By Steve LaMontia, Director of Communications

Adrian Riley is an Assistant Nurse Manager at Ohio State University James Cancer Hospital and is now in his third year in the 35-over division of the Columbus Men’s Baseball League, after beginning his MABL/MSBL career in 2005 in the 18-over division there in Columbus, where he hung his cleats for 12 years. Then came four years in the 25-over division in the same league and as mentioned previously, Adrian is currently in his third year of stepping up to the 35-over playing for a ‘great group of guys’, the Columbus Lugnuts.

Adrian is not only a medical professional selflessly helping others during this troubling time, he has also won the league’s 2018 Silver Slugger award for the highest batting average at .531.  Then he did it back-to-back with a .585 average in 2019. ‘I’m hoping for a three-peat!’  He and some quality ball players and friends from all over the league additionally make it a point to go to Florida and play in the MSBL Fall Classic.

As noted, Adrian is obviously a talented ball player but he was also gracious enough to share with us what it is like on the front lines as a medical professional during this pandemic.  Below is what Adrian was happy to convey to his fellow MSBL members.

“I work at the Ohio State University James Cancer Hospital as an Assistant Nurse Manager. This is on the Head and Neck/ neurology floor where we do a lot of flaps and brain surgeries. With all those procedures that could potentially aerosol, you can see there is a scare almost constantly. I recently switched into this role right as this whole thing started in mid-March. It was a great time to move into upper management, but obviously I had no idea it would be this hectic.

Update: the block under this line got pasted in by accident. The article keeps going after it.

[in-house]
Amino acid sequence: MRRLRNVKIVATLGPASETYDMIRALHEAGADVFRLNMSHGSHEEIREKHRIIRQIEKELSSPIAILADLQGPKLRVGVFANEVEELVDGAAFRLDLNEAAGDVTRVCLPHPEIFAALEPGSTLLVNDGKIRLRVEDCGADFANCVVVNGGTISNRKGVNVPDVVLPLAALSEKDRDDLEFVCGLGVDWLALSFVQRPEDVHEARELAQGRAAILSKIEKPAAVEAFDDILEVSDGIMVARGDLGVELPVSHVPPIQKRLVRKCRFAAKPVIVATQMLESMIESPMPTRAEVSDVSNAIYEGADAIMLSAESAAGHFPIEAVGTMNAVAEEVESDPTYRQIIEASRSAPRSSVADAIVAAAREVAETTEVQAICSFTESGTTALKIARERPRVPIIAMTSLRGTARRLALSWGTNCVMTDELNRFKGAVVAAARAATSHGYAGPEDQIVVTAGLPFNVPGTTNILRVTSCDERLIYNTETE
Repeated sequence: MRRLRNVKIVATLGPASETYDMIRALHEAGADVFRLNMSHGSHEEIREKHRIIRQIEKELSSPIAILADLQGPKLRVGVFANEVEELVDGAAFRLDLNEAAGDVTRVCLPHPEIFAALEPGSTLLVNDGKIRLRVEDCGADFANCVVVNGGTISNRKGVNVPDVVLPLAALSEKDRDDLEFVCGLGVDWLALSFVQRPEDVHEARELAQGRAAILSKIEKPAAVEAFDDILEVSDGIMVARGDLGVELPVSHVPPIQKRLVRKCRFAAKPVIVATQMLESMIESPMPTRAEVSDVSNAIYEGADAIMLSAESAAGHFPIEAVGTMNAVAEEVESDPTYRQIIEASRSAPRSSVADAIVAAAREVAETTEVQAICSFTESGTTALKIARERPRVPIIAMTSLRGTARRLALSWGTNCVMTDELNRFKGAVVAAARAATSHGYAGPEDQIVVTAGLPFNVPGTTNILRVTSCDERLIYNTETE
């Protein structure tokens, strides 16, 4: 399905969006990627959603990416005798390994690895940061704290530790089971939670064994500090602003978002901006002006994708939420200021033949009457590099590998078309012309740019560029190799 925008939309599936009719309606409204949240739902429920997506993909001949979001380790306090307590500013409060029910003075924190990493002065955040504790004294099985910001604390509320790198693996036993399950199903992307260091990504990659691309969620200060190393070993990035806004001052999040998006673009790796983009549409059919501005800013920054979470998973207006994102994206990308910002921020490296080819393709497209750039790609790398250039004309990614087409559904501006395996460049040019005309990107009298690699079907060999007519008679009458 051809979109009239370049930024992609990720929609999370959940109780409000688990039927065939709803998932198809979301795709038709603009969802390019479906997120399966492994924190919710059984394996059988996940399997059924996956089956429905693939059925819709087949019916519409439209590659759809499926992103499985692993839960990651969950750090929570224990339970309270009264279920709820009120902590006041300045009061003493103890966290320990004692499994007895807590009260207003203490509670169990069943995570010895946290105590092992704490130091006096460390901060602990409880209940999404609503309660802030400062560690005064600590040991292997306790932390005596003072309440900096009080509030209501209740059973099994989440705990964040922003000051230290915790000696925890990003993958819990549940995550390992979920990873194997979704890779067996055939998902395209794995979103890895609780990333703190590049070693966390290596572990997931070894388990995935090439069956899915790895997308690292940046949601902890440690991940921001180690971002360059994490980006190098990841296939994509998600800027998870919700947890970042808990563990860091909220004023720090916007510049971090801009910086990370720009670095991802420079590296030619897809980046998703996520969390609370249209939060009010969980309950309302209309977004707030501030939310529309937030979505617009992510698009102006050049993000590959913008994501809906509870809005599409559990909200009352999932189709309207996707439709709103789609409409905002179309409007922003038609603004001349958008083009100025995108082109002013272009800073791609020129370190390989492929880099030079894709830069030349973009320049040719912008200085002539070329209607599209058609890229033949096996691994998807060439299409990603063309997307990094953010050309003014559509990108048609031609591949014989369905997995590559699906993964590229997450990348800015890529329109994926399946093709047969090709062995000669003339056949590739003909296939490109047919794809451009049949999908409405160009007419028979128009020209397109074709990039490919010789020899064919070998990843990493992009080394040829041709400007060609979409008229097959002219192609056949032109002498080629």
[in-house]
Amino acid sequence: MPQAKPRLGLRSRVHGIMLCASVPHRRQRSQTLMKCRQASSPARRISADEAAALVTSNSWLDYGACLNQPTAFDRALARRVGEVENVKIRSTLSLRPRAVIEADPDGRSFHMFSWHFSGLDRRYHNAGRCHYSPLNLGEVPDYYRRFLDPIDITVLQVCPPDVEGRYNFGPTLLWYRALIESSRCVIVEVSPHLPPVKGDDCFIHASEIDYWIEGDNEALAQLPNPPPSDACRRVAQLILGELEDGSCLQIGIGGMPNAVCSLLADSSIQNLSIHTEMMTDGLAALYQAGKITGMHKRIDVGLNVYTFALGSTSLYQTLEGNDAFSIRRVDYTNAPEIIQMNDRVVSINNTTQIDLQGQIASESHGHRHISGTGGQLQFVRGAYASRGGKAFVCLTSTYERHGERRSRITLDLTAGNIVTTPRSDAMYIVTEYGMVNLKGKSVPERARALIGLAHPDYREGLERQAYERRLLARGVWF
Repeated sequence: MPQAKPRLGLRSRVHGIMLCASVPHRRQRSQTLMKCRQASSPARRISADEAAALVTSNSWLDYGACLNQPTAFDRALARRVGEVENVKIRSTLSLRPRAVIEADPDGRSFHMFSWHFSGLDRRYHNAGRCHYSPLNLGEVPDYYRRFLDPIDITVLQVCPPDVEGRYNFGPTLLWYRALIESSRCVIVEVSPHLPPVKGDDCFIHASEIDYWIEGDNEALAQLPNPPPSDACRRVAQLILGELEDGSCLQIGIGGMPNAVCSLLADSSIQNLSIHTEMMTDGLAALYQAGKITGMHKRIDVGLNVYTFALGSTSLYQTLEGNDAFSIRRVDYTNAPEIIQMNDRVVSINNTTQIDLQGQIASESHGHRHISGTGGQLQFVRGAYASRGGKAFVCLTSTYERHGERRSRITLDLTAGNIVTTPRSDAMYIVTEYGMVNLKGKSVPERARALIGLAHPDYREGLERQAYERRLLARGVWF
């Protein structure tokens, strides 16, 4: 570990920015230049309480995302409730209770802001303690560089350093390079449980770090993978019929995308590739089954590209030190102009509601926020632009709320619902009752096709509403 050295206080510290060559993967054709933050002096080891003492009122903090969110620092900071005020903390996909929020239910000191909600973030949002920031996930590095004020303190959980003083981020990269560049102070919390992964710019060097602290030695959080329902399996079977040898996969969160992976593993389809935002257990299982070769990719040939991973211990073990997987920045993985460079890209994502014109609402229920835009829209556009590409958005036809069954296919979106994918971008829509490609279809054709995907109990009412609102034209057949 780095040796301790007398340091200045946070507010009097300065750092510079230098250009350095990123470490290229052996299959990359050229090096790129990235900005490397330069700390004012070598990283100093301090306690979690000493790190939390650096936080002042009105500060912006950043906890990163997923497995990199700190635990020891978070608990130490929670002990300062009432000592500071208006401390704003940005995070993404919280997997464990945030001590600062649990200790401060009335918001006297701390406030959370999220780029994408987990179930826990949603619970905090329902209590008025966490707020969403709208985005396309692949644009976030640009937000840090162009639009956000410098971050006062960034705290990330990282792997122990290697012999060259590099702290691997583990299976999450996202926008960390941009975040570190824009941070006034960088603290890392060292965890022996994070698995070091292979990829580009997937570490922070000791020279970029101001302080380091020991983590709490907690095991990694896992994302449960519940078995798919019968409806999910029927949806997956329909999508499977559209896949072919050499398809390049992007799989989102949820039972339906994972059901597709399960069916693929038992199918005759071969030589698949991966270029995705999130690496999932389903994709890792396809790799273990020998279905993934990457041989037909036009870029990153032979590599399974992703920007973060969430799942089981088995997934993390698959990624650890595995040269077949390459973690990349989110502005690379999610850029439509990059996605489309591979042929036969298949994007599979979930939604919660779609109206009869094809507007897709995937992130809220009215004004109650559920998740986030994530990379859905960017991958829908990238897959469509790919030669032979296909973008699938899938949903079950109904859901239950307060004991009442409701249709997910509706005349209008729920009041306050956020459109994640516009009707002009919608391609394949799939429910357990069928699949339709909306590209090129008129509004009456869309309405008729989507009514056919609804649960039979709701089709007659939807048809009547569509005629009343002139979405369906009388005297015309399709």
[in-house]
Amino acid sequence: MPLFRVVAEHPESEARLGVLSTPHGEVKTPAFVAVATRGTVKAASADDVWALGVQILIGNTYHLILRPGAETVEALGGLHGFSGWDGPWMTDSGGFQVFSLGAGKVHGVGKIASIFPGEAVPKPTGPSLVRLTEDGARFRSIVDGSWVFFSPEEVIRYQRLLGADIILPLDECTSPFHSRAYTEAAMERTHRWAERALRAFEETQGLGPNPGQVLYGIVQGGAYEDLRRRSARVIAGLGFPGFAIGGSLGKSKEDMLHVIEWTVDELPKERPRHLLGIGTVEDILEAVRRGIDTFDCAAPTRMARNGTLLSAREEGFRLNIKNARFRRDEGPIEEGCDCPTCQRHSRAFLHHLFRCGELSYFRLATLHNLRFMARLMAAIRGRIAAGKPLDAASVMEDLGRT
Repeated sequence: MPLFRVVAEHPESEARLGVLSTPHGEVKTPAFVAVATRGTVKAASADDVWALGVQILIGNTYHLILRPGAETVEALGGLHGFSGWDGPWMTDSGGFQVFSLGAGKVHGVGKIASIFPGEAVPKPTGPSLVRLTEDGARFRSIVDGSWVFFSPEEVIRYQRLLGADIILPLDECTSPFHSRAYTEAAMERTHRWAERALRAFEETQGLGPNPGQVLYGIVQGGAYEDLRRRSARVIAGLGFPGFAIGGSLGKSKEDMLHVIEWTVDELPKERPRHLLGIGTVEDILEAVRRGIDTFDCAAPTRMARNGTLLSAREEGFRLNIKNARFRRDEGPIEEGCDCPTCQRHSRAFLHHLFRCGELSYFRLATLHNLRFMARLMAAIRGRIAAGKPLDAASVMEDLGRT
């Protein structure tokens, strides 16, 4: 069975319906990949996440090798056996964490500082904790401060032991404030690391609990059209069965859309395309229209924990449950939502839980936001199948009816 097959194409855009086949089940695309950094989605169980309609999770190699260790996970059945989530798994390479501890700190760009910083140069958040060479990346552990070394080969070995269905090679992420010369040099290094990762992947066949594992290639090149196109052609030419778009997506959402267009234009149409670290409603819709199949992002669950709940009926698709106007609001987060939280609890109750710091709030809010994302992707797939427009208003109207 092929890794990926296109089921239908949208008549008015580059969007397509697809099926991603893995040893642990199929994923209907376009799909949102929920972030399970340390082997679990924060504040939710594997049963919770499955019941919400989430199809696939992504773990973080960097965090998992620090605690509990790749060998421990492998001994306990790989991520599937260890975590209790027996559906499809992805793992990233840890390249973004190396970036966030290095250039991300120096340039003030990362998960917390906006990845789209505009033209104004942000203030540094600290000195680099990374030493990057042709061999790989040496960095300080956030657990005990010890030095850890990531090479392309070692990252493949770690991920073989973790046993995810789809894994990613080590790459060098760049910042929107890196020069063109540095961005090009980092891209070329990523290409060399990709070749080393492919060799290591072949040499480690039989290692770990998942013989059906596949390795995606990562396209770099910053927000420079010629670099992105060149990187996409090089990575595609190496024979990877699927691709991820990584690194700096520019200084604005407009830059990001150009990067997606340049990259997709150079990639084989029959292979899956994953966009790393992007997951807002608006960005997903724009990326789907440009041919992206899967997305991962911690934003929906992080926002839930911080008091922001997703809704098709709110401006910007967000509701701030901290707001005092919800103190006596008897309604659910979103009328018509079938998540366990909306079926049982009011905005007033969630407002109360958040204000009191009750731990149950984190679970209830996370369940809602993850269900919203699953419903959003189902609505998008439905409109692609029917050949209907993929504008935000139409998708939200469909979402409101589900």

My on-boarding process has been challenging as I am unable to meet any of my peers. We use webex and zoom meetings for almost all encounters/meetings needed. I am sure to be a whiz if these continue! I have been a Registered Nurse for about nine years now…all within the OSUMC system, specifically the James.

We have changes being made almost always in the moment, to which we must role out and explain to the staff. We all must be checking our temps every 18 hours prior to reporting for work. We are all required to wear masks and practice the normal social distancing you hear about. I sympathize with our patients, as the visitation is strictly limited. We try to make every effort or resource available so that loved ones are able to see/hear their family members.

All in all, we go about business each day. We make sure we are running a safe and effective hospital. Our leaders at the forefront of this have done an exceptional job relaying new policies down, so that we may train and educate staff, patients, and families alike. I am proud to say we have been one of the leading hospitals in recycling and sanitizing masks thanks to our engineers at Batel, a nearby partner.

I feel safe when I am at work and honestly keep quite calm, despite all that is going on around us. I find my free time practicing and doing what I can to prepare for the season, whenever it may come. Our commissioner (Rick Fryman) has done a great job of keeping us all informed.”

Best wishes and I hope to catch you on the diamond soon!